Tempted into Wanting

“What matters in life is not what happens to you, but what you remember and how you remember it to tell the tale.” ~ Gabriel García Márquez

.
You hid behind Sweet Dreams
and a smuggled Desire, waiting
for hearts to tempt into wanting.

My eyes often noticed your face,
but my mind couldn’t see you—
I was too young (for the world)
and you were all wrong for me.

But…

…once upon a summery night,
while exhausted and not thinking
right, I touched your Solitude…
The length of it startled all I was.
One Hundred Years all alone?
I thought, took, read you mine.

I’ve kept you close ever since,
always loving you
in word and ink, learning wild
desires and real sweet dreams.

You’ll never be lonely, my love,
words of you dance on my tongue,
feeding old blood into new ink.

You are loved.

.
the wee notes…
– I read One Hundred Years of Solitude before I was a teenager. The book and I met at a beauty salon my mother frequented. The beautician had a rack full of serialized romance novels (Sweet Dreams, Silhouette, Desire) and enough out-of-date magazines to paper the Great Wall of China and thirteen midsize castles with very small windows.
– Linked to the Imaginary Garden with Real Toads, and to Poets United.


detail from the cover of
Gabriel García Márquez’s One Hundred Years of Solitude
(Ilustraciones de Fabelo edition)
via

77 thoughts on “Tempted into Wanting

  1. Oh, I love the way you describe the growth of the relationship. I had a similar experience with The Count of Monte Cristo – I read it when I was in sixth grade, but realized when I read it again as an adult that I had not understood exactly what was going on… 😉 I didn’t form any connection to it, though, so perhaps I will write a poem dedicated to another novel.

  2. Romantic..magnetic..playful..powerful words! Books truly are special relationships we carry..and inner worlds that become a part of us!

    Love your poem…especially.. ” words of you dance on my tongue”..gorgeous! I can totally picture the scene you have set at the beauty salon! The book cover is sublime, isn’t it!

    Thanks for the beautiful poetic-shimmer you have sent into my day..
    hugs

  3. You have a sangria of Marquez on your tongue–the rapture, it would seem, is mutual. How we came to read some books is a story in itself (that fascinates us if no one else). Loved the cover illustration, too.

  4. My goodness this is good!❤️ So much to love here especially; “My eyes often noticed your face, but my mind couldn’t see you— I was too young (for the world) and you were all wrong for me” and oh “I’ve kept you close ever since, always loving you in word and ink, learning wild desires and real sweet dreams.” Beautifully penned!❤️

  5. I did read this book a long time ago, and remember parts of it. I would love to reread it… it’s the only time I remember that a Nobel prize winner became an instant bestseller.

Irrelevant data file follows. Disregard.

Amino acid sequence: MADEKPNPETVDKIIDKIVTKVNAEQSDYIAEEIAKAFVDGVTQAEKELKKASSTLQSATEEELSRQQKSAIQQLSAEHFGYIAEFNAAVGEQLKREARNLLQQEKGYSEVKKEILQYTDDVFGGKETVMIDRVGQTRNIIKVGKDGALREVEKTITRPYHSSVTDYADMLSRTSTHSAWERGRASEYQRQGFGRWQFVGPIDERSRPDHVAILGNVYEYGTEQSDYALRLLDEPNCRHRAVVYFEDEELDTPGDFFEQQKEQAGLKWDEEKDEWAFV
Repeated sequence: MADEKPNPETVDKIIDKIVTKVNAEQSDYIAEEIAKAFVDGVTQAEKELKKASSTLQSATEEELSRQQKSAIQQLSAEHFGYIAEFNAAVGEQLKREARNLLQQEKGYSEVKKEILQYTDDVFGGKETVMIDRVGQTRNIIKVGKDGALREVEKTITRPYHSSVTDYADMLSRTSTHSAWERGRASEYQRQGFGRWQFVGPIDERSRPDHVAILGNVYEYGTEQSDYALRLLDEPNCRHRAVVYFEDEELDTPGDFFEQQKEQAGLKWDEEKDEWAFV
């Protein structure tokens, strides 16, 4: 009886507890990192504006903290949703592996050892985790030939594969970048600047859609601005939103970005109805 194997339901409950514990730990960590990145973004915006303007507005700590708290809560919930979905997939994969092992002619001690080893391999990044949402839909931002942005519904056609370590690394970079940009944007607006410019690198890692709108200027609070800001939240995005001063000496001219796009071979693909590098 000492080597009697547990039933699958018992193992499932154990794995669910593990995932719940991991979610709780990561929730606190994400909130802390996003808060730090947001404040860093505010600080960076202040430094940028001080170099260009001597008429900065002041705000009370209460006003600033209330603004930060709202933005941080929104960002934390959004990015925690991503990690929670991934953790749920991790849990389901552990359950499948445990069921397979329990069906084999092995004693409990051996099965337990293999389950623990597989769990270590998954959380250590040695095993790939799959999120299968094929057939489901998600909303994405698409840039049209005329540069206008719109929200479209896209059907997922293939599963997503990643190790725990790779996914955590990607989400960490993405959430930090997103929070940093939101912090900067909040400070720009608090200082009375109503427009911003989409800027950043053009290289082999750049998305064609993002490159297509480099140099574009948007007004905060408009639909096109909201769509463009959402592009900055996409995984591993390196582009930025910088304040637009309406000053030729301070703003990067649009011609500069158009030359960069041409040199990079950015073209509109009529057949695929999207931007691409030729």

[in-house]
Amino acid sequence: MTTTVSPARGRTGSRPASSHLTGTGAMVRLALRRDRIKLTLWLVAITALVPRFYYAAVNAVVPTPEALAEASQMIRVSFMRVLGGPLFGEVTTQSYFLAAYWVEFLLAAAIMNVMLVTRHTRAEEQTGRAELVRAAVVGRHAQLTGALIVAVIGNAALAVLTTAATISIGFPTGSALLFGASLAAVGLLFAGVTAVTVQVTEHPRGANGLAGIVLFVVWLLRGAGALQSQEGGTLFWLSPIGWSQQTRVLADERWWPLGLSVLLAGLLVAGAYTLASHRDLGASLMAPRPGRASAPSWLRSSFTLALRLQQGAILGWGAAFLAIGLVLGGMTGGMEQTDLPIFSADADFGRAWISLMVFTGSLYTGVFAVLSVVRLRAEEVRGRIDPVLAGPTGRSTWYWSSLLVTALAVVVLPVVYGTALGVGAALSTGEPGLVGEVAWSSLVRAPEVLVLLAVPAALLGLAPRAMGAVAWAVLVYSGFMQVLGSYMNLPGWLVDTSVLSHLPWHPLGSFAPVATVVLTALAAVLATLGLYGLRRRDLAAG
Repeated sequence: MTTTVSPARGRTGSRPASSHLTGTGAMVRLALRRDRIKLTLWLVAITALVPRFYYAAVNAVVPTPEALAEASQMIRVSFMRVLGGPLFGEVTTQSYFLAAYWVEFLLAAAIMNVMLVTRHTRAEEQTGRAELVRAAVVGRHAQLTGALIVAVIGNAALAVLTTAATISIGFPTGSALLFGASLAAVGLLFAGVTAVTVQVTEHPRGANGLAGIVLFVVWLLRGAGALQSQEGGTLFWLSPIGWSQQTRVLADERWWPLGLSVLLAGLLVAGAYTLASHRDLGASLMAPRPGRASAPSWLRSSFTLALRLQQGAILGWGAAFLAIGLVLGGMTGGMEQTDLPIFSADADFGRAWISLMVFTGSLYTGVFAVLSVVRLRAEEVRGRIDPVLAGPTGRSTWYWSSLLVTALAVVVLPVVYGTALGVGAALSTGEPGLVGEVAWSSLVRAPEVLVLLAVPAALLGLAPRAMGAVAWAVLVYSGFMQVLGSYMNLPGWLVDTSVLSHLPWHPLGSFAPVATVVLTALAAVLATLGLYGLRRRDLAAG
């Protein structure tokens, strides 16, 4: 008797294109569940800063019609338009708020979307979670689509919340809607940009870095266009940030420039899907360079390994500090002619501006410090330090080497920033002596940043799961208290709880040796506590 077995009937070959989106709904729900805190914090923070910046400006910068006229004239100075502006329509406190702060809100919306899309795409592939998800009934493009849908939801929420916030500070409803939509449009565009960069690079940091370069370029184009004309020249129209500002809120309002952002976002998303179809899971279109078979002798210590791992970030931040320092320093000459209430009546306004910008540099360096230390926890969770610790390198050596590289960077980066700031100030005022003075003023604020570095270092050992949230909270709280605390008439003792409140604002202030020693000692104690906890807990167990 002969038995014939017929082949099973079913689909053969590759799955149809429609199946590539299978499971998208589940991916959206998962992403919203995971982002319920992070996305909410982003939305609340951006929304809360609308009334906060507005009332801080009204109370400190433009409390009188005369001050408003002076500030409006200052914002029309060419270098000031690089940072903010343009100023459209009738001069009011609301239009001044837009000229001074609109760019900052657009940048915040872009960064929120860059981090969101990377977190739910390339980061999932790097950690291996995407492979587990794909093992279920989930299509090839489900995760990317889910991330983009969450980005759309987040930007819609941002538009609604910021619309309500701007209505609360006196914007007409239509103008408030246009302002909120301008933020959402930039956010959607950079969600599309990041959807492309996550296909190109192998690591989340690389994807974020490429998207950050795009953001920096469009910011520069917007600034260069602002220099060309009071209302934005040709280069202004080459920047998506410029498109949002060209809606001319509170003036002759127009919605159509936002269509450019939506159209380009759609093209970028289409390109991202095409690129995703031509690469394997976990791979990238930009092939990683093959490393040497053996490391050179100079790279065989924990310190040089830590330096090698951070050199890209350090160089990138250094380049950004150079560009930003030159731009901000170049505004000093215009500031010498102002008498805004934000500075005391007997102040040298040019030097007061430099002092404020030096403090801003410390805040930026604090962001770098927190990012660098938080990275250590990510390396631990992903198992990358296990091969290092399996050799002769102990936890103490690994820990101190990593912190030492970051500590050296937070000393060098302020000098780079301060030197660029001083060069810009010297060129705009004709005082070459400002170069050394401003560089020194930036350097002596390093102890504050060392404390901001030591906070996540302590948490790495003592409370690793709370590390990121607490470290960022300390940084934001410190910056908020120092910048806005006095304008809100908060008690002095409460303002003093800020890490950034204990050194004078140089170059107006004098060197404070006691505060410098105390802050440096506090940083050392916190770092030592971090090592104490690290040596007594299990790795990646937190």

6. wow you express the love developed for this book very well. I really love love those lines: “words of you dance on my tongue, feeding old blood into new ink.”

  7. I love the way you and the book met in a beauty salon, and that it was
    ‘… hid behind Sweet Dreams
    and a smuggled Desire, waiting
    for hearts to tempt into wanting’.
    My favourite lines:
    ‘words of you dance on my tongue,
    feeding old blood into new ink’.

  8. Now you have made me want to read it again after so many years! It will probably feel dated now but it is still good to delve into the past. Curiously after over sixty years I am catching up with school(girl) friends from my past and what a curiously satisfying feeling that gives me.

  9. Delicious poem about a distinctly rich and winding book–I did not meet Marquez until recently, and was amazed at his idiosyncratic, hugely powerful talent. Your poem captures some of the tropical heat, much of the broken heart tapestry behind, and all of the love you have for his work. I especially like the way you hid him behind such appropriately titled pulp mags.

    • He was one of a kind, wasn’t he? I love what he did with words, in fiction and nonfiction… I’m not sure I would have ever felt the way I feel about words if I had never read his work. So, I am extremely grateful for his ways.

    • Some books just don’t do it for us. I think it’s a more enjoyable book if one has read the rest of his work, for it it wonderful to see the characters (we meet in the short stories) grow in the novel…

      If you give it another chance, I would love to know about it.

  10. I loved the way in which you delved into and described your relationship with that book … so personal. The books that we love, can be that personal. And this is such a unique, inspired ‘take’ on that connection and bond. Wonderful, WONDER-FULL writing. And your note is a hoot. I literally chortled aloud as I read it.

  11. Ah, I was melting inside while reading your words…. It’s blessing to have such relationships come true. I think it’s the time for me to open again this amazing book…well, literally and metaphorically too….. Much Love!

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